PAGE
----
* - Versions made after 3/14/97 are compatible with virtual memory,
and RamDoubler. Software introduced 4/1/98 is compatible with MacOS 8.1.
Radius' Nubus accelerators have several drawbacks. Since they are in the Nubus slot, data transfers aren't quite as fast as they are from the PDS slot. Because of the relatively slow data speed between Nubus and the rest of the system bus, these accelerators must have their own RAM simms. Also, they are limited to System 7.1, and have absolutely no sound support. On the plus side, they allow you to do asymetric multiprocessing.
PDS accelerators can access your existing RAM at full speed. In addition,they have the option of a level 2 cache (usually 128k). Daystar's PPC accelerators come with a 256k L2 cache. Remember though, the IIci's bus runs 32 bits wide at 25 Mhz, so there's only so much accelerating your CPU can do. A fast video card and hard drive will help, to a point. Check out David Engstrom's benchmarks of a IIci upgraded with a Sonnect '040 and a Daystar PPC 601 accelerator. Rob Art Morgan's Hot-Rod Lincoln versus Mustang page compares a IIci/Daystar 601 PPC with a PPC7500.
Sonnet accelerators are compatible with systems up to 8.0 (so says Sonnet). Sonnet cards with older ROMs are not compatible with virtual memory and RamDoubler, much like other PDS accelerators. Daystar's PDS accelerators work with up to 7.5 (that's all Daystar will say). Some people have used Daystar's PPC accelerators with system 7.5.5 and 7.6; check out the unofficial Turbo 601 page for details. I've also wondered about the stability of Daystar's two PPC accelerators (especially early versions) because of the mass (used) sell-off about twelve months ago. I asked why they were selling, but owners weren't talking.
The compatibility of all accelerators, however, has been brought into question by an Apple tech report. It states, generally, that computers running with a step-up processor (ie. an 030 machine with an 040 accelerator) may be unstable, especially with system 7.6. Using a faster processor of the same type (ie. a 50 Mhz 030 on a IIci) is OK, according to Apple. However,word on the newsgroups is that an PDS-type 040 in a IIci is perfectly stable with system 7.6.
All in all, not much choice left as far as the new market goes (1 Sonnet and 1 Micromac card). Many places still have stock of the discontinued stuff, however. They are also for sale via the internet news groups and eBay all the time.
a - Radius tech support claims the software for the PrecisionColor cards (Quickcolor) is compatible with MacOS 8.
Radius' PrecisionColor line of Nubus video cards is probably the most common in recent times. The XP, XK and X support millions of colors at a maximum of 17", 19" and 21" resolutions, respectively. The old PrecisonColor line has been replaced by the PrecisionColor Pro line, which support the same amount of colors and resolutions, but have faster QuickDraw acceleration. They are also all shorter, at 6.5" in length, but this is not an issue for Mac IIci owners. Memory is VRAM, but is not upgradable. Thunderboard has a bigger color pallette and built-in Photoshop acceleration. I've heard that Radius' entire Nubus line of cards has been discontinued, but haven't seen any indication from Radius.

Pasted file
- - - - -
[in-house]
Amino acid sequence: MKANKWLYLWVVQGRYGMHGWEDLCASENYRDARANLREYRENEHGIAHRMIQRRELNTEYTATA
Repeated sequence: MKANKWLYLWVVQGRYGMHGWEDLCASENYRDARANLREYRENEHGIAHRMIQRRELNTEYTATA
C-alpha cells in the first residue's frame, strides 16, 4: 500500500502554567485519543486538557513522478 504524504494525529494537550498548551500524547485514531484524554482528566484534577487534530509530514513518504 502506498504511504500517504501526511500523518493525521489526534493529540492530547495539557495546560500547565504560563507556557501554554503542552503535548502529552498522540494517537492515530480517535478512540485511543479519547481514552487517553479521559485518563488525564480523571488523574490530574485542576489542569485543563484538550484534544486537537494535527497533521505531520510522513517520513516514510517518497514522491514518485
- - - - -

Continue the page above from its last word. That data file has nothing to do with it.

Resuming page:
Older Supermac (Spectrum 24 series I-V) and E-Machines (Futura series) cards are now handled by Radius - although there is little in the way of specifications for these cards. Radius is still "working" on this part of its web site.
RasterOps appears to be out of business, although they still support their products and have a nice table of features for all their cards setup.
Most important when buying used cards for the IIci is check compatibility with newer versions of the MacOS. Also, check the ROM version in case you have or are thinking of purchasing a PowerPC accelerator. For most videocards, ROM is upgradable via software or a physical swap for a small fee from the original manufacturer.
a MacOS 7.1 or higher
The PAS-16 is basically a 16-bit SoundBlaster for the Mac. It sure looks impressive though (it's a 12" card, and every inch is covered in chips, resistors and capacitors). It comes with a handy patch-panel with 4 line-level inputs, 1 output, mic input, headphone output, midi input and output and an IBM-standard joystick port.
The limitations as far as sound manipulation are that 16 bit 44kHz sound samples can't be manipulated with filters like flange, echo, etc. It has to be converted to 8/22kHz first (I think 16 bit drivers were never written). Haven't found any programs that can access the midi ports (all want to use the IIci serial port). The joystick port works, but it slows the system down a lot when a joystick is plugged in.
Otherwise, sound quality is very good, and it helps the CPU out a little for games by doing all the music and sound calculations. The boards are cheap and can often be found brand new (stock that was in hibernation or something).
The Audiomedia II is a different story. It's a professional-level board with digital and analog inputs and outputs. I don't see how the software to utilize this beast can run on a IIci, but I guess it does (their ad shows a IIci).
If anyone has any information about the Numedia sound card, please drop me an email.
Nubus ethernet cards of the 10Mbps variety are still very common and very cheap. When you finally retire your IIci, make sure you have one of these cards so you can use it as a file server on your very own LAN!
Farallon is now called Netopia (as of Nov. 7, 1997).
Copyright © 1996-2005 Al Brower
Last Updated October 08, 2001